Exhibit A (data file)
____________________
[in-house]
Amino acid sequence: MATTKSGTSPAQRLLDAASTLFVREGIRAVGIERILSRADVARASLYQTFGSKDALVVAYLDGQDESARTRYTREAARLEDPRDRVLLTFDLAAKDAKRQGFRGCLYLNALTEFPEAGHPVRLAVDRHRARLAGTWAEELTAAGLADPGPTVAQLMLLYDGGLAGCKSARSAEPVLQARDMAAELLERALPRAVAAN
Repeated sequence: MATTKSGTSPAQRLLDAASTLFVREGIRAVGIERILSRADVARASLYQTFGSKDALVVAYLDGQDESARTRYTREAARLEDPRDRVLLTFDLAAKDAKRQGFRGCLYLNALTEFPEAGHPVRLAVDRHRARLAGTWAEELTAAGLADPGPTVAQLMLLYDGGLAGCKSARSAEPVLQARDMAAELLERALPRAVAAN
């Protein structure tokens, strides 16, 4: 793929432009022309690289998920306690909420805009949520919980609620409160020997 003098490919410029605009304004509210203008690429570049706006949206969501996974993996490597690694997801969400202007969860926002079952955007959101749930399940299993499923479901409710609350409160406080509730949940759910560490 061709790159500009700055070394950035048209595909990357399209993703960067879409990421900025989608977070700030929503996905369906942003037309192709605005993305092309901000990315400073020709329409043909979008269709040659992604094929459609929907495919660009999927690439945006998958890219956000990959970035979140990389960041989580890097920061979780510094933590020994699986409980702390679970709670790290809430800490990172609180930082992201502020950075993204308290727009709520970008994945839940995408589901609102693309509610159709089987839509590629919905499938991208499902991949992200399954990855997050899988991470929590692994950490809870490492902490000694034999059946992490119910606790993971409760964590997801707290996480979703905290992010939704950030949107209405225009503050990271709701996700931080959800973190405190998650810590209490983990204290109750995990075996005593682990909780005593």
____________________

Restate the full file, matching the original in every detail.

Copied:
[in-house]
Amino acid sequence: MATTKSGTSPAQRLLDAASTLFVREGIRAVGIERILSRADVARASLYQTFGSKDALVVAYLDGQDESARTRYTREAARLEDPRDRVLLTFDLAAKDAKRQGFRGCLYLNALTEFPEAGHPVRLAVDRHRARLAGTWAEELTAAGLADPGPTVAQLMLLYDGGLAGCKSARSAEPVLQARDMAAELLERALPRAVAAN
Repeated sequence: MATTKSGTSPAQRLLDAASTLFVREGIRAVGIERILSRADVARASLYQTFGSKDALVVAYLDGQDESARTRYTREAARLEDPRDRVLLTFDLAAKDAKRQGFRGCLYLNALTEFPEAGHPVRLAVDRHRARLAGTWAEELTAAGLADPGPTVAQLMLLYDGGLAGCKSARSAEPVLQARDMAAELLERALPRAVAAN
């Protein structure tokens, strides 16, 4: 793929432009022309690289998920306690909420805009949520919980609620409160020997 003098490919410029605009304004509210203008690429570049706006949206969501996974993996490597690694997801969400202007969860926002079952955007959101749930399940299993499923479901409710609350409160406080509730949940759910560490 061709790159500009700055070394950035048209595909990357399209993703960067879409990421900025989608977070700030929503996905369906942003037309192709605005993305092309901000990315400073020709329409043909979008269709040659992604094929459609929907495919660009999927690439945006998958890219956000990959970035979140990389960041989580890097920061979780510094933590020994699986409980702390679970709670790290809430800490990172609180930082992201502020950075993204308290727009709520970008994945839940995408589901609102693309509610159709089987839509590629919905499938991208499902991949992200399954990855997050899988991470929590692994950490809870490492902490000694034999059946992490119910606790993971409760964590997801707290996480979703905290992010939704950030949107209405225009503050990271709701996700931080959800973190405190998650810590209490983990204290109750995990075996005593682990909780005593």